Message Boards

Topic : 07/04 Body Dysmorphia

Number of Replies: 289
New Messages This Week: 0
Last Reply On:
Created on : Friday, October 26, 2007, 02:52:19 pm
Author : DrPhilBoard1

(Original Air Date: 10/30/07) When most women gaze in the mirror, they may bemoan a blemish here or a wrinkle there. Imagine staring at your reflection for over two hours and hating your face so much that you never leave the house. Dr. Phil’s guests say they are prisoners to body dysmorphic disorder (BDD), a preoccupation with a real or imagined physical defect. Diana, 28, has been suffering with BDD for over 13 years. She’s undergone over 50 permanent make-up procedures –- eye liner, lips and eyebrows –- and didn’t leave her home for two years because she thinks she looks like a monster. Her mother, Guadalupe, and her sister, Liz, say it’s painful to watch Diana deteriorate before their eyes. Find out the shocking event Diana believes caused her condition. Then, 17 year-old Cheyenne used to win beauty pageants, but now believes that she’s an ugly, overweight girl with thunder thighs. She takes several hours to get ready for school in the morning, and constantly picks at her arm hair and lips. Her mom, Bobette, wonders if she’s the cause of her daughter’s bad feelings. Does Cheyenne really have BDD, or is something else affecting her? Share your thoughts here.

Find out what happened on the show.

As of January, 2009, this message board will become "Read Only" and will be closed to further posting. Please join the NEW Dr. Phil Community to continue your discussions, personalize your message board experience, start a blog and meet new friends.

October 30, 2007, 12:30 pm CDT

sally10682 this ones for you

if this girl doesnt have bbd then she does have a low self esteem. something that it seems you should also consider. theres no sense in putting her down. is there?
October 30, 2007, 12:44 pm CDT

girs who think there ugly

Quote From: foxiticket

if this girl doesnt have bbd then she does have a low self esteem. something that it seems you should also consider. theres no sense in putting her down. is there?
 dr.phil somethings wrong here these young ladys r hotties men would date them just 4 there looks i dont  understand this. diana is like a perfect 10 i would love 2 date someone who looks 1/2 as pretty as her.and she can e-mail me n e time.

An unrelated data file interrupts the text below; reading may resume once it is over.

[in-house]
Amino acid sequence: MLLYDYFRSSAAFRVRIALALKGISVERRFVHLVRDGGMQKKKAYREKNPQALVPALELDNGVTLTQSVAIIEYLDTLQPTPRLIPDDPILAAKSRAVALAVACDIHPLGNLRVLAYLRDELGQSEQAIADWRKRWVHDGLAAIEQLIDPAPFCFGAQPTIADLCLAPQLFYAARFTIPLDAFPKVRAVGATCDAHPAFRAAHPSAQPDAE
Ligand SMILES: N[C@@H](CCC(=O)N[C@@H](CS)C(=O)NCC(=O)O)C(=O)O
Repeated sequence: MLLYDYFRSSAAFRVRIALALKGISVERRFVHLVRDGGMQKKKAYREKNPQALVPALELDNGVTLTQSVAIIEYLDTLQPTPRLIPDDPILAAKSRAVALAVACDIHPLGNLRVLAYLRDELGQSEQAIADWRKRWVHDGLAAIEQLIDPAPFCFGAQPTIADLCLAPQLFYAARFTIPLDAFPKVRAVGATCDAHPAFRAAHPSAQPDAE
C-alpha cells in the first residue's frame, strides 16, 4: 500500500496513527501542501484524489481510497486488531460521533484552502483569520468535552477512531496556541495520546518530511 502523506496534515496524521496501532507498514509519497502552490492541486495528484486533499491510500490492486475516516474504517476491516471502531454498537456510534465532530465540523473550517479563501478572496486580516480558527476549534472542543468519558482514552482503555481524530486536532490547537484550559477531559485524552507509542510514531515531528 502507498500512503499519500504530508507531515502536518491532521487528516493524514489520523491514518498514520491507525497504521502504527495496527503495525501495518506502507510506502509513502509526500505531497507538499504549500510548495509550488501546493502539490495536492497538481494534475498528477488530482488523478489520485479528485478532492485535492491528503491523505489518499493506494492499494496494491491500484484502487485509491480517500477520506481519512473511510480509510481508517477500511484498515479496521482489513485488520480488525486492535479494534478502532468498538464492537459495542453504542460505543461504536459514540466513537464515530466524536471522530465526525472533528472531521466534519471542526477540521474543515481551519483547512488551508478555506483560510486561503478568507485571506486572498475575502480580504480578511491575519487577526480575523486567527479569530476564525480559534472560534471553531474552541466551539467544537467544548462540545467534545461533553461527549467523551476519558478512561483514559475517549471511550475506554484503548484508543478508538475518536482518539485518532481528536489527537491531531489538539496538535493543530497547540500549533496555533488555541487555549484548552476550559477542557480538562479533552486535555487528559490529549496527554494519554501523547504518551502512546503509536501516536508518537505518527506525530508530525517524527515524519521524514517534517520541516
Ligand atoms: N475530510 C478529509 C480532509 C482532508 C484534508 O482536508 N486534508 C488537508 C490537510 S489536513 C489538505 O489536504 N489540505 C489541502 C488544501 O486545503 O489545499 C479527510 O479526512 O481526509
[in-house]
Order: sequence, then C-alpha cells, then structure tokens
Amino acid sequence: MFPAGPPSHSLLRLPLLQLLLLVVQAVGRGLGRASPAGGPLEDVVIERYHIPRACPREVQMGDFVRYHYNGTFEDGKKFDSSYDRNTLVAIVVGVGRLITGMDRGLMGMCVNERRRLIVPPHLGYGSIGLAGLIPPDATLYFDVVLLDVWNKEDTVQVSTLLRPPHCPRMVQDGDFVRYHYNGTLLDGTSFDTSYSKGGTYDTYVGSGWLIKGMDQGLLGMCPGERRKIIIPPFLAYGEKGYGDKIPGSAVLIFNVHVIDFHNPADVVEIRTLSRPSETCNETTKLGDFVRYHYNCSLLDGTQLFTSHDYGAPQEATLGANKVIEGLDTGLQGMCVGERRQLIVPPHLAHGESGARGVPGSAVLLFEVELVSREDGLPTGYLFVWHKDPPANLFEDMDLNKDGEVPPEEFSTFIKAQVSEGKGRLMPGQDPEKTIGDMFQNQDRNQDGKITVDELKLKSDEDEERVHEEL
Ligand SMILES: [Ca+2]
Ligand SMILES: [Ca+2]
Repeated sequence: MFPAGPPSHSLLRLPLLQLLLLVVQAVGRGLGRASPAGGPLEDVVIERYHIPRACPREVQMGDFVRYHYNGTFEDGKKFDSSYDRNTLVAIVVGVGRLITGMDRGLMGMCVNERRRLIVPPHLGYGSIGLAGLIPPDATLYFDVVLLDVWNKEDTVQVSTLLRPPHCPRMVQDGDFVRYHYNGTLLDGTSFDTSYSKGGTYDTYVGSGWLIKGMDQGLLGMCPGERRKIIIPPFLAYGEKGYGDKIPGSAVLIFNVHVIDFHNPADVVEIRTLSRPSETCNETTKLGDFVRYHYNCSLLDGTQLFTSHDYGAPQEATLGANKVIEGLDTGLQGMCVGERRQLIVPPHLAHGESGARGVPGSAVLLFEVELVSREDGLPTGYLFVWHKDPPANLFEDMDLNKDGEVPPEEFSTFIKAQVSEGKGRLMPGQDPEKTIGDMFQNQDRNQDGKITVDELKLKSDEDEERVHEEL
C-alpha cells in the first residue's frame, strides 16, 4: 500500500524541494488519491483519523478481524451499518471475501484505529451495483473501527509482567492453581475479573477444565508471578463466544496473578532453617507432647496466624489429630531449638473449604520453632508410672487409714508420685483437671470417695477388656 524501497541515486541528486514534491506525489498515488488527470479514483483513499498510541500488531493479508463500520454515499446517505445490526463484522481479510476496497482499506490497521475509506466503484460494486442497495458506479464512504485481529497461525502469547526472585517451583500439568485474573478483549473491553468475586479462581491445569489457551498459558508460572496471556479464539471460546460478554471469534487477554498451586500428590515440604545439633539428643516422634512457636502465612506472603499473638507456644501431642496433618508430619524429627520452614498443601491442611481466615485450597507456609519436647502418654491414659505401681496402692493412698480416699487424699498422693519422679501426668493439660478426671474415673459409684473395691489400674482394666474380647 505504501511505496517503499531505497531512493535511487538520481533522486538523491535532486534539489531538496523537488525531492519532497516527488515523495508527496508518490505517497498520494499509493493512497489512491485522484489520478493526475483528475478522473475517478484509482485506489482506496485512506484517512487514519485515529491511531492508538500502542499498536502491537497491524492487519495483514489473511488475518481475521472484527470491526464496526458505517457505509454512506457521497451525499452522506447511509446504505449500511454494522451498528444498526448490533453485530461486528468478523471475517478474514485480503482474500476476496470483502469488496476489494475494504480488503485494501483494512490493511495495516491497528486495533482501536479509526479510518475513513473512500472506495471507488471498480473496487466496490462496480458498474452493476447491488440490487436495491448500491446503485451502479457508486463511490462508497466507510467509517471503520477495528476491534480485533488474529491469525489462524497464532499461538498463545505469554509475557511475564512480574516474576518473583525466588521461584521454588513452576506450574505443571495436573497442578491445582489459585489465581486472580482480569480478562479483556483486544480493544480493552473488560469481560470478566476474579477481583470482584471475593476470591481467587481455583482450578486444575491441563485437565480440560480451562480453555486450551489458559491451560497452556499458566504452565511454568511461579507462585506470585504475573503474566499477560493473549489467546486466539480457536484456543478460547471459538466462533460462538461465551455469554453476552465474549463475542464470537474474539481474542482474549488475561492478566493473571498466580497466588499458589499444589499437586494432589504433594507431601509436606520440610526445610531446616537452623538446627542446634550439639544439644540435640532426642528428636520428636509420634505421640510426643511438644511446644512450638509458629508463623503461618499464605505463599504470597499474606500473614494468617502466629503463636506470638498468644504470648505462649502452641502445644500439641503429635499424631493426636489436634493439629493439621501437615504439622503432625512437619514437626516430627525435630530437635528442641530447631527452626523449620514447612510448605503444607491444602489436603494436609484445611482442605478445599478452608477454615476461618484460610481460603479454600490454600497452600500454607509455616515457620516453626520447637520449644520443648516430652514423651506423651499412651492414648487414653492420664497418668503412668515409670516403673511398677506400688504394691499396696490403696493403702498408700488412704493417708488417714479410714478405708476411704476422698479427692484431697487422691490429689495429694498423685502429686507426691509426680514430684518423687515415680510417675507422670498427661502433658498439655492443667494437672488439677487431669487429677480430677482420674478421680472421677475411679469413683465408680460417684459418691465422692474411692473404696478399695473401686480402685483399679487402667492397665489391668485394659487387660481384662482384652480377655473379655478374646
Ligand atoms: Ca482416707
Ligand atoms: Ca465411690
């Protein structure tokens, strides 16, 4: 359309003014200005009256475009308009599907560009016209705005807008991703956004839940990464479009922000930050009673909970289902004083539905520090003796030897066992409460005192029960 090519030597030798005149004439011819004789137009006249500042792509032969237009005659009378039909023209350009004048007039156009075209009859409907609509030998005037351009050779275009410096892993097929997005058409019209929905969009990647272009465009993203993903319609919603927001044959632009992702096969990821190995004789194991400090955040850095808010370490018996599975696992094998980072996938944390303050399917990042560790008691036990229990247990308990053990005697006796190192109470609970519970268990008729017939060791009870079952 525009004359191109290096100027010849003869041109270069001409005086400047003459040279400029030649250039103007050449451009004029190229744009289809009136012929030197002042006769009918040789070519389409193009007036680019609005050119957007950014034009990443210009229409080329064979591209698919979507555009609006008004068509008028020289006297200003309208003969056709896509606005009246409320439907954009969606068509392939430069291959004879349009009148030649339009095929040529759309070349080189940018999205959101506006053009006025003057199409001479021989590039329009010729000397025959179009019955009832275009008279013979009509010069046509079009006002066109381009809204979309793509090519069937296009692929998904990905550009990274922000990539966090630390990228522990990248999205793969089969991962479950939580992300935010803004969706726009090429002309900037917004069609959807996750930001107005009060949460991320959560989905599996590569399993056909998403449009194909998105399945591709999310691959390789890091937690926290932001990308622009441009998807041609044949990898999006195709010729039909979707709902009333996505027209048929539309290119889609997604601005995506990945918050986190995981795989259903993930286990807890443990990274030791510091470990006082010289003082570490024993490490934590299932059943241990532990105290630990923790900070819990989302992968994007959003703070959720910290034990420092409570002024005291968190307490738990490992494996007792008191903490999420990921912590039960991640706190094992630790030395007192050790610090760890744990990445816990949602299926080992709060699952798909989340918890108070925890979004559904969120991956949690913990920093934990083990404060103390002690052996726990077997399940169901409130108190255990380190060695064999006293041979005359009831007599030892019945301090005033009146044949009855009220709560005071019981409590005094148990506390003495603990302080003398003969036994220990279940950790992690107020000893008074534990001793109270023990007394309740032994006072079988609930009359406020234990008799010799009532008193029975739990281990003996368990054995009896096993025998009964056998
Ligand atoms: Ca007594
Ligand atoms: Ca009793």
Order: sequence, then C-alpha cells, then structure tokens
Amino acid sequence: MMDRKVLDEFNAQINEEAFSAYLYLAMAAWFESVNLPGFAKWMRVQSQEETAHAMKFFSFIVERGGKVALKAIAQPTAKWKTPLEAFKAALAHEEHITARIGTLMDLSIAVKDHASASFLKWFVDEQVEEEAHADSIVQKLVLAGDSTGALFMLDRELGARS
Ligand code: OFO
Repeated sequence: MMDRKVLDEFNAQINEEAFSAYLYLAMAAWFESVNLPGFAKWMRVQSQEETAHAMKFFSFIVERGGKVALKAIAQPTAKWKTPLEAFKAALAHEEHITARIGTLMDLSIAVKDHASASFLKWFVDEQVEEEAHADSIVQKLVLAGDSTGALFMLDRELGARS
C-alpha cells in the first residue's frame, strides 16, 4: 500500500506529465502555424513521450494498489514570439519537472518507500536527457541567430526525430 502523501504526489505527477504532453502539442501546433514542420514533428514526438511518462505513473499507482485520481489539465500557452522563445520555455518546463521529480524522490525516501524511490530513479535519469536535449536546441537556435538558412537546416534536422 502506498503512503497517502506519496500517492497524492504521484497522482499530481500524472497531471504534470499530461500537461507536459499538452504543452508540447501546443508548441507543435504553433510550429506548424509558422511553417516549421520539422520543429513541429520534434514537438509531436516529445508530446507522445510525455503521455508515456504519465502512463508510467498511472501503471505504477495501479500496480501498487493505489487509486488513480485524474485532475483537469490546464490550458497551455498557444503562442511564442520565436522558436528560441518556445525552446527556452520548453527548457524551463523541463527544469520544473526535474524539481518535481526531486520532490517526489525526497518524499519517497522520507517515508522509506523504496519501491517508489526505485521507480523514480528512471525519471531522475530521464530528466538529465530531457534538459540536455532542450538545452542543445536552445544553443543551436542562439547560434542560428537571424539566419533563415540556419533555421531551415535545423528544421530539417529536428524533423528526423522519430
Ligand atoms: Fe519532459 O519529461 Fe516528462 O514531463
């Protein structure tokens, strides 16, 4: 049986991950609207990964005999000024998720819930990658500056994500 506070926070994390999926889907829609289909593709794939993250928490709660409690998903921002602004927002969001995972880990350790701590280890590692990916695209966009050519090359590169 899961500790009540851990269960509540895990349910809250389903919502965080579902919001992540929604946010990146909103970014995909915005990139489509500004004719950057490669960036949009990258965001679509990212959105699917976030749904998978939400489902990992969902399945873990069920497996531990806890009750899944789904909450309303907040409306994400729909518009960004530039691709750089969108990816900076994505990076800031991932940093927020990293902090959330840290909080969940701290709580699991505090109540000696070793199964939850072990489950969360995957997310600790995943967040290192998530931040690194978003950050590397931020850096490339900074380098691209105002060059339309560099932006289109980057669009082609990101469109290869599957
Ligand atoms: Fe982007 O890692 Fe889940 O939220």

October 30, 2007, 12:56 pm CDT

10/30 Body Dysmorphia

I am really surprised that either of these ladies have issues with their looks.  Both Diana and Cheyenne are beautiful. 


I was rather surprised that Diana would have so many suicide attempts, but I think that her problems could be deeper than just her looks and this condition.  Especially with the horrible experience she suffered as a child.


Cheyenne has nothing to be self conscious about, regardless of whether she won or was first runner up in any beauty contest.  And putting a note on a locker sounds more like high school immaturity than anything else.


Hopefully both of Diana and Cheyenne can recieve the help they need and get their lives back in order.

October 30, 2007, 12:56 pm CDT

A shame!!!

 I feel sad to see Cheyenne and Diana think of themselves as less than beautiful...if possible I'd like to come to LA to tell them both that they are beautiful women...they truly need help in changing their attitude or else both could end up dead.  I pray that they will take the good doctor's advice and get that help.
October 30, 2007, 12:58 pm CDT

oh brother...

Give me a break. Symptomatic of the self-absorbed superficial culture we live in. A product of too much time on your hands and trying to live like the articificial movie star and music idols. Want a sure cure? Go work as a volunteer in a rest home, VA hospital, or facility for severely disabled. See how sorry you feel for yourself then.
October 30, 2007, 1:00 pm CDT

Body Dysmorphia


I was very amazed at today's guests, thinking that they are the ugly ones, walking around depressed mostly about their facial features. Well, if they are calling themselves ugly, then I must be the most beautiful woman on the earth.


Here is what I "truly" look like and what my body looks like : I recently had a double mastectomy about a year ago, now I walk around with breast that was augmented from borrowed fat from my belly. And, I do not have any nipples, YES that is corredct, NO NIPPLES. I also have a scar on my belly that extends from one hip to the other - sort of like a big closed-lipped smile. As far as my face, I have deep black spots that even make-up can't conceal. One day, while in the mall a small child asked me if bees has stung my face and asked if it hurt! Of course, her mom was red in the face, but I said it was ok, she's just a child. You want to feel hurt, just let a child voice their opinion; in public loud and clear, about someone who has visable flaws.


These women are being self-centered and have not really taken a look at the "other" world, the world where people are maimed and scarred to save their lives, but not for cosmetic reasons. What is so surprising to me, is that people who have plastic surgery on their faces looks worst than before they had the surgery. Keep what God has given you and stop trying to change yourselves to please the world, you have to please yourself first.


Lastly, I've never heard of this disorder, but I guess this is just another one to add to the books! What will be next??  

October 30, 2007, 1:01 pm CDT


Quote From: longwalker